Top 10 Thursdays: The Top 10 Jam Band Gods

brucehamptonflyer.jpg
On Friday, August 21, Col. Bruce Hampton will bring his inspired, improvisation rock to Revolution in Fort Lauderdale. He's a jam band hero who helped form the highly influential '90s H.O.R.D.E. tours. With H.O.R.D.E., he employed future jam band all-stars Oteil Burbridge (Allman Brothers Band), Jimmy Herring (Widespread Panic) as well as numerous others. But Hampton doesn't quite make into in our Jam Band God Pantheon. Sorry. Hit the hookah, peruse our tally, and if you still have any energy left, feel free to tell us why Dave Matthews really, really should have made the cut.

Hit the jump for the top ten list.

1. Jerry Garcia

The Grateful Dead aren't the greatest jam band -- that honor goes to Duane-era Allman Brothers Band -- but they were the first, and no one man has played a more important role in shaping the scene than Garcia. A gifted singer, songwriter and guitarist, he shined equally with The Dead and his eponymous band, not to mention countless other winning side-projects. Here's Garcia and David Grisman performing a gorgeous, acoustic rendition of "Friend of the Devil" in 1991.



2. Duane Allman

The slide guitar master did classic session work (Aretha Franklin, Wilson Pickett) before teeming with sibling Gregg to form The Allman Brothers Band, the first act to truly combine hard rock, jazz and blues and in a meaningful way. Here's a killer, rare clip of Duane-era ABB doing "Whipping Post" in 1970.



3. Trey Anastasio

It's a significant drop from vintage-era Dead and ABB to Phish, but the latter does rank as the greatest jam band to emerge in the last quarter century. Here's singer/guitarist/band leader Trey and the boys doing "Slave to the Traffic Light" earlier this year during their much ballyhooed reunion jaunt.



4. Gregg Allman

The best vocalist on this list has kept the Allman Brothers Band going for 40 years, with the group performing as well now as at any time since Duane died in '71. The author of such anthems as "Dreams," "Whipping Post" and "Midnight Rider" also maintains a successful solo career. Here he is in 2007 leading his excellent solo band through a simply chilling rendition of Bob Dylan's "Just Like a Woman."



5. Warren Haynes


He started playing guitar for redneck renegade David Allan Coe before being discovered by Dickey Betts, which led to him becoming a member of the Allman Brothers Band (and ironically replacing Betts). Haynes also fronts Gov't Mules and plays guitar in The Dead. Yeah, he's the hardest working -- and probably nicest -- guy on the jam band circuit. He also has written the greatest jam band song of his generation, "Soulshine," which he can be seen here performing with Gov't Mule.



6. Jim James


My Morning Jacket is, for my money, the hottest jam band on the planet right now thanks to their latest album, the completely captivating Evil Urges. Here's James -- the best falsetto vocalist on the list -- leading his group through a stunning version of the title track.



7. Dickey Betts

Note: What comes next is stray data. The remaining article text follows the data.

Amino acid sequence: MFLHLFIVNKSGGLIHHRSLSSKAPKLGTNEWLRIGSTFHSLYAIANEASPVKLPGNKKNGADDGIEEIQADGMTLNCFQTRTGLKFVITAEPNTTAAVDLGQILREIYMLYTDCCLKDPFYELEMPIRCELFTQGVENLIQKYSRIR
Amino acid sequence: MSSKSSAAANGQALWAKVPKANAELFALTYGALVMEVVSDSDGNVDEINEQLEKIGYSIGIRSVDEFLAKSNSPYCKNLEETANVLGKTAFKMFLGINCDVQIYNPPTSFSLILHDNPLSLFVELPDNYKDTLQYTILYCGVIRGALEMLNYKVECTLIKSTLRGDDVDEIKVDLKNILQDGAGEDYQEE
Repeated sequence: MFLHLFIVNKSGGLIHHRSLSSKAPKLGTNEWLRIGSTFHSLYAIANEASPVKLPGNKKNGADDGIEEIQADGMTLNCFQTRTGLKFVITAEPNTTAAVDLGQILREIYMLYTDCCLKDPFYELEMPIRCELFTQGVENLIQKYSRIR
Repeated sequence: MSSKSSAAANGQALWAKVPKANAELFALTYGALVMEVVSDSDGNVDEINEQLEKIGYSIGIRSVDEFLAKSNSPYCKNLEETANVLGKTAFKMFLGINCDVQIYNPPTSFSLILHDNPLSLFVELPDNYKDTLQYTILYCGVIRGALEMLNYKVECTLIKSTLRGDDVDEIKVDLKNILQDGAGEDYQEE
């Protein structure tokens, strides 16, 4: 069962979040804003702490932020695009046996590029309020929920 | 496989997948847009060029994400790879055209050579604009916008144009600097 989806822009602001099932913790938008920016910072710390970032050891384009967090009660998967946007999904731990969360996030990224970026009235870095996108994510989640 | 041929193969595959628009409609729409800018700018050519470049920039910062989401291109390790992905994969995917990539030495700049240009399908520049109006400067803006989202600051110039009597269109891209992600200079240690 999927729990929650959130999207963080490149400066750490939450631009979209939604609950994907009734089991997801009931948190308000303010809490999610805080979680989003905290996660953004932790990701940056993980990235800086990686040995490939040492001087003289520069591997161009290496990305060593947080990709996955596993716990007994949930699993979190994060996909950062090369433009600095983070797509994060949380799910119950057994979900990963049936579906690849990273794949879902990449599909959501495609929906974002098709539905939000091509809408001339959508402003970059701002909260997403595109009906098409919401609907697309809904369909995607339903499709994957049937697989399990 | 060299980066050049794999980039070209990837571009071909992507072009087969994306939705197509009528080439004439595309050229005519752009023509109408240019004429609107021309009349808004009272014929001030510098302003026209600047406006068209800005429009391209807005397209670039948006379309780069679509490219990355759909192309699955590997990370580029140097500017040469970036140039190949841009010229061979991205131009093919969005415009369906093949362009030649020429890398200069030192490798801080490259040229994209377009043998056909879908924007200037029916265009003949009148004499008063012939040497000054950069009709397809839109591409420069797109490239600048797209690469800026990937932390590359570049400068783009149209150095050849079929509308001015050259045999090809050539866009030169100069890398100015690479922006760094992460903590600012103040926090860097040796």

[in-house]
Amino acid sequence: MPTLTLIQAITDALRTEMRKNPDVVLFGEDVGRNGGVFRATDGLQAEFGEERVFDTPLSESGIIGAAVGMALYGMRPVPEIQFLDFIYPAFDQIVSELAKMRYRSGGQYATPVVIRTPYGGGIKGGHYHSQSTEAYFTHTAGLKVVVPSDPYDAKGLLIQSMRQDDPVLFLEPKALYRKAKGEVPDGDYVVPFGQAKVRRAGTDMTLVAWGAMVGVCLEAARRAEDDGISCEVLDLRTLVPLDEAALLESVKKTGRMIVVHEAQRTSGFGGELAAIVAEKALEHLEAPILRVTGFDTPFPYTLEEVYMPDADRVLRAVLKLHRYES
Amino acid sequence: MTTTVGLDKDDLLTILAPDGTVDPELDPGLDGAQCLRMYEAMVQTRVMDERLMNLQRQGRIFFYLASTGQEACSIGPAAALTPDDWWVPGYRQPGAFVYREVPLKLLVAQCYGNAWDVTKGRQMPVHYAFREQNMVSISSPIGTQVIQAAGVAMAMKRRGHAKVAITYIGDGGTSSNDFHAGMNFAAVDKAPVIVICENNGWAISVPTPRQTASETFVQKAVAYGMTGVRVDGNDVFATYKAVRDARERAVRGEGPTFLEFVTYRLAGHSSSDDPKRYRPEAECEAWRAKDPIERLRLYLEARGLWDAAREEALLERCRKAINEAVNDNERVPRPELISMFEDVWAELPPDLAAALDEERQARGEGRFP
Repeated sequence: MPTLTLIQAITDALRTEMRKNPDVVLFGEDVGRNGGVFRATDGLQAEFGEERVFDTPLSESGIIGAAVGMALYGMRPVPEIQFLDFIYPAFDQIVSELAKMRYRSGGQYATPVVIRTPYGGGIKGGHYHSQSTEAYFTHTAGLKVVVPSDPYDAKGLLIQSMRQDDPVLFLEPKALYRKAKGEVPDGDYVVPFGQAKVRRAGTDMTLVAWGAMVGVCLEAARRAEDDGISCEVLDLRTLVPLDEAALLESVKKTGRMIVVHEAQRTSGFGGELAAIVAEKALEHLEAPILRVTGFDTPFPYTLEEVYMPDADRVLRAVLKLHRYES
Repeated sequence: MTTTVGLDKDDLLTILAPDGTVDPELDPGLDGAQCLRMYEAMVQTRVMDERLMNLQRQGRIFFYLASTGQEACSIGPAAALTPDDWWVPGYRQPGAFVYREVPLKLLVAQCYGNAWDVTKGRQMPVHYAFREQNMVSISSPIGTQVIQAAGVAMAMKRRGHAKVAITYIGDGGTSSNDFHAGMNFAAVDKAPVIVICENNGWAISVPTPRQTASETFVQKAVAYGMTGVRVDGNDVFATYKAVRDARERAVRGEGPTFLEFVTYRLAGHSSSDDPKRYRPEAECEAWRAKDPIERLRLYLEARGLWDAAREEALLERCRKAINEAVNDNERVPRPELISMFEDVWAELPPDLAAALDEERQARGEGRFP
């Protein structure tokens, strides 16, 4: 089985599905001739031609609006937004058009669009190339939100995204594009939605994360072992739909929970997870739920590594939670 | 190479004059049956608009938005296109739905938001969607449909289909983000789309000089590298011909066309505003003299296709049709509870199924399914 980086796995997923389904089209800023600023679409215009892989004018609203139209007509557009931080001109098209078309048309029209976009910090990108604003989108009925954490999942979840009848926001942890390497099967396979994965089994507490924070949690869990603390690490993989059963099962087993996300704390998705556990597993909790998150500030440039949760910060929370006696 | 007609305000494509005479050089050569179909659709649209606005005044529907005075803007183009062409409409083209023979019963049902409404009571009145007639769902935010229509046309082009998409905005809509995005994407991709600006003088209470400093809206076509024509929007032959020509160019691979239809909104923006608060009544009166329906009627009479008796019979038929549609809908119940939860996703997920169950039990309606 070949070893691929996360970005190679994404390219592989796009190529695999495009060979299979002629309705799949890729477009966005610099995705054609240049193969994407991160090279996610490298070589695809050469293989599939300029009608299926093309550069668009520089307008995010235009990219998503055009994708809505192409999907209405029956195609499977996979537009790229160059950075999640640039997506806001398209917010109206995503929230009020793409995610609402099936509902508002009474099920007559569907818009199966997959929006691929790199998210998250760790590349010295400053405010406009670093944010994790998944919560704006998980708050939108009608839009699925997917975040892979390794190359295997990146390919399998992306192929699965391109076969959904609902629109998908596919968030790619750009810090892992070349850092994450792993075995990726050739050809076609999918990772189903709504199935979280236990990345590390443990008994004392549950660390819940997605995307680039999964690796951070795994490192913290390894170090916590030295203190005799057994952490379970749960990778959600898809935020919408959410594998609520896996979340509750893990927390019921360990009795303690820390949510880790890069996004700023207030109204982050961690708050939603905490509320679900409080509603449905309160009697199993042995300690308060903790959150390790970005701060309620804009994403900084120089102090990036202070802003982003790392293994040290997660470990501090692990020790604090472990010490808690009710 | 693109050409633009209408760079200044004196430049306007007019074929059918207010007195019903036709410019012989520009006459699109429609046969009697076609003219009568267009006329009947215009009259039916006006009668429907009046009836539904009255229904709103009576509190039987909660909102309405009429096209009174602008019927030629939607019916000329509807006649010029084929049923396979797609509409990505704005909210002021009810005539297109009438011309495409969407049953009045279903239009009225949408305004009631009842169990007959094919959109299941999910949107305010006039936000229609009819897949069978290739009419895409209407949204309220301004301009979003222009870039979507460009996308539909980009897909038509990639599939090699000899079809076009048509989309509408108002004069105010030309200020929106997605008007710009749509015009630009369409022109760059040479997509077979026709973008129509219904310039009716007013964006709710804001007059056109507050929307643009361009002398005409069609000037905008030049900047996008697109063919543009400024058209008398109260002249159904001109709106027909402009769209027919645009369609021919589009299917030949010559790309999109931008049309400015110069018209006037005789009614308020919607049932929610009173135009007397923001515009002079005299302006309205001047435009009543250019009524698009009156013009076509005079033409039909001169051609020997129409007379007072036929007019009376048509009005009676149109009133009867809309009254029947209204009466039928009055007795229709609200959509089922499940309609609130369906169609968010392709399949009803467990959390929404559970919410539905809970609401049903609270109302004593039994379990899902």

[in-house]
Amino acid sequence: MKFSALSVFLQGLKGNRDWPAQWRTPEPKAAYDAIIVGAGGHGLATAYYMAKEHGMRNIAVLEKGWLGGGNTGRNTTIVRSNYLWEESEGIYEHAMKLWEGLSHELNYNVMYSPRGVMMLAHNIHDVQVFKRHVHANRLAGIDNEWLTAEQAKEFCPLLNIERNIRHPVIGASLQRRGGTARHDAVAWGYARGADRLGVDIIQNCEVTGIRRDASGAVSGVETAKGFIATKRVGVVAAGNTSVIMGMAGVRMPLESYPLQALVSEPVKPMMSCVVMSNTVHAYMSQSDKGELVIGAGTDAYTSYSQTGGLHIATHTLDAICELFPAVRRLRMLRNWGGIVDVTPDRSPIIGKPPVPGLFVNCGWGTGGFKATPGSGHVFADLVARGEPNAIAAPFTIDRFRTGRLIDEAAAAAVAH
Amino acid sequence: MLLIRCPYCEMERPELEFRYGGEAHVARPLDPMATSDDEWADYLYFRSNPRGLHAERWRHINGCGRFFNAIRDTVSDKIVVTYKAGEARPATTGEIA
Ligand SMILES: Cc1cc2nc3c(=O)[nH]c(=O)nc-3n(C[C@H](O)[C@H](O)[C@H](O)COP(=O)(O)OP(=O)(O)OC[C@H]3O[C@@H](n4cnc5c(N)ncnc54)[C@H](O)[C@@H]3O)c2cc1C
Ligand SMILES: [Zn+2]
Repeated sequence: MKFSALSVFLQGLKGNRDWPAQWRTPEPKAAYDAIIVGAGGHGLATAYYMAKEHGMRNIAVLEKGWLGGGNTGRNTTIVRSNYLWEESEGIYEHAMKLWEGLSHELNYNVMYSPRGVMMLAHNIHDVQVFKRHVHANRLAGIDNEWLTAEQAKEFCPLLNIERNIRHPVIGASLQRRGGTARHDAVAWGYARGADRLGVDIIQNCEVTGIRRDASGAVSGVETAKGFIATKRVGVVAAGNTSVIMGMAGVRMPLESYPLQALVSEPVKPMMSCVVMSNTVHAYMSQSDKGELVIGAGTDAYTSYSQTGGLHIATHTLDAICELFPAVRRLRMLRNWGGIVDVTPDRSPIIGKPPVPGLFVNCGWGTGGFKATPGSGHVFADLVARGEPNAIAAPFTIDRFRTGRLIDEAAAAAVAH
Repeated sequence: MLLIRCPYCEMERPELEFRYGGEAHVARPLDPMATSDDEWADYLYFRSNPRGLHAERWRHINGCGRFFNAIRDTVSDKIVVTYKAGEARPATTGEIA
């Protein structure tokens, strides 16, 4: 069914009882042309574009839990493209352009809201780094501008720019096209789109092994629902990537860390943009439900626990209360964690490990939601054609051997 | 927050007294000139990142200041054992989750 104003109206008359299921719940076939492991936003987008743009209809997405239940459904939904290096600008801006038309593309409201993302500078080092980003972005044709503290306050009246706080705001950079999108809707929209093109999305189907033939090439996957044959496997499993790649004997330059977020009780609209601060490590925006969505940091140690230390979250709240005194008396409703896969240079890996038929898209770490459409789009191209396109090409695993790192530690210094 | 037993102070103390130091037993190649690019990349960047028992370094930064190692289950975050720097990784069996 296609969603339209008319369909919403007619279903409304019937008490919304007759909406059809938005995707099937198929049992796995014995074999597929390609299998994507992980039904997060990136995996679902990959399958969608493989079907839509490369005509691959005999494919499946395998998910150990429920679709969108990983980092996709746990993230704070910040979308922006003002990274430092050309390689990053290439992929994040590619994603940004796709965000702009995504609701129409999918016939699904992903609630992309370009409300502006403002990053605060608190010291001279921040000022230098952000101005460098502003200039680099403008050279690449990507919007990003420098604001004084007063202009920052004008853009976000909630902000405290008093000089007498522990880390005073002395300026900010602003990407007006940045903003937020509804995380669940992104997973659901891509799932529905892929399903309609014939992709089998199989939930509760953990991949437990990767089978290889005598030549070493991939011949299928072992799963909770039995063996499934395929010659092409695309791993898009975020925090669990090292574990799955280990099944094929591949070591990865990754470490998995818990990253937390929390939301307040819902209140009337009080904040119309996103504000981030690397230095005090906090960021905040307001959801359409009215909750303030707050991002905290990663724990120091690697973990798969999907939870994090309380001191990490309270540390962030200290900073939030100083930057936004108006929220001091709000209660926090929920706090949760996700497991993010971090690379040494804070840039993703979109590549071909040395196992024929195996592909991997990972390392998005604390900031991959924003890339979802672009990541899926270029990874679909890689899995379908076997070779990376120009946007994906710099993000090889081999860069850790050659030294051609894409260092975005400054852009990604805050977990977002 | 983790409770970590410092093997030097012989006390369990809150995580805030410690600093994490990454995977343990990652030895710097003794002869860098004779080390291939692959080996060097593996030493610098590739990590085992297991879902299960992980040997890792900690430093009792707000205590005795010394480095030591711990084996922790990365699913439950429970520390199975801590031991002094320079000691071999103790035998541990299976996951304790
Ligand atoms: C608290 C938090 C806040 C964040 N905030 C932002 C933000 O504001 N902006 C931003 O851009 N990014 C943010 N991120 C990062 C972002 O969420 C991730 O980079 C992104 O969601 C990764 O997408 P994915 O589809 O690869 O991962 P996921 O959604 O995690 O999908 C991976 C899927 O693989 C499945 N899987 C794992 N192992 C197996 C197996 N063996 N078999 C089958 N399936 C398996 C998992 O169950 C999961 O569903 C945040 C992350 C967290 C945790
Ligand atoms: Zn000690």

As a founding member of the Allman Brothers Band he wrote the masterful instrumentals "In Memory of Elizabeth Reed" and "Jessica" plus "Blue Sky," and the group's lone Top 10 single, "Ramblin' Man." Since being forced out of the Brotherhood in 2000, he has continued to elate concertgoers with his decidedly Southern take on jam rock. Here's a clip from earlier this year of Dickey and son Duane delivering a sublime "Blue Sky."



8. Derek Trucks


The Allman Brothers band's slide guitar whiz (and nephew of drummer Butch Trucks) has been mesmerizing concertgoers since age 12. When not melting faces with ABB, Trucks leads his namesake band, tours with wife Susan Tedeschi in Soul Stew Revival or tours the globe with Eric Clapton. Not bad for a guy who just turned 30. Here's the master of heavenly guitar tone doing "Soul Serenade" with his DTB band in '07.



9. Robert Randolph

Sacred steel master Robert Randolph introduced the masses to a sound that previously could only be heard in Southern churches. He also Does anyone make more joyful music? Doubtful. Here's Randolph, who also performs in The Word, doing "The March" in '07 with his Family Band.



10. John Bell

Widespread Panic singer/guitarist has kept the band going strong despite the loss of guitarist Michael Houser, who was smartly replaced by Jimmy Herring following the lackluster McConnell era. Here's Bell singing the band's best known song -- and to be honest, my favorite -- "Ain't Life Grande" in 2007.



-- Wade Tatangelo can be reached at wtatangelo@hotmail.com

 
My Voice Nation Help
1 comments
treyisajedi112297
treyisajedi112297

"It's a significant drop from vintage-era Dead and ABB to Phish"

^^^^^
GTFO with that garbage!  GD and Phish are solidly at the top of the jam pantheon, with ABB in second.  However, Phish from 93-98 (especially from the peak years of 93-95) produced the greatest improvisational music in the rock idiom, including the Dead.  Trey Anastasio's peak on guitar, I would argue, is a higher peak than any other rock guitarist has approached on the instrument.

I'm not saying that lightly.  But after listening to just about every note Mr. Anastasio produced on guitar with Phish in those years, I think he ripped apart and mastered the instrument in a way that folks like Garcia, Allman, and Hendrix simply never approached.  And Garcia is my favorite guitarist and always has been.

Now Trending

From the Vault

 

Events

Miami Event Tickets
Loading...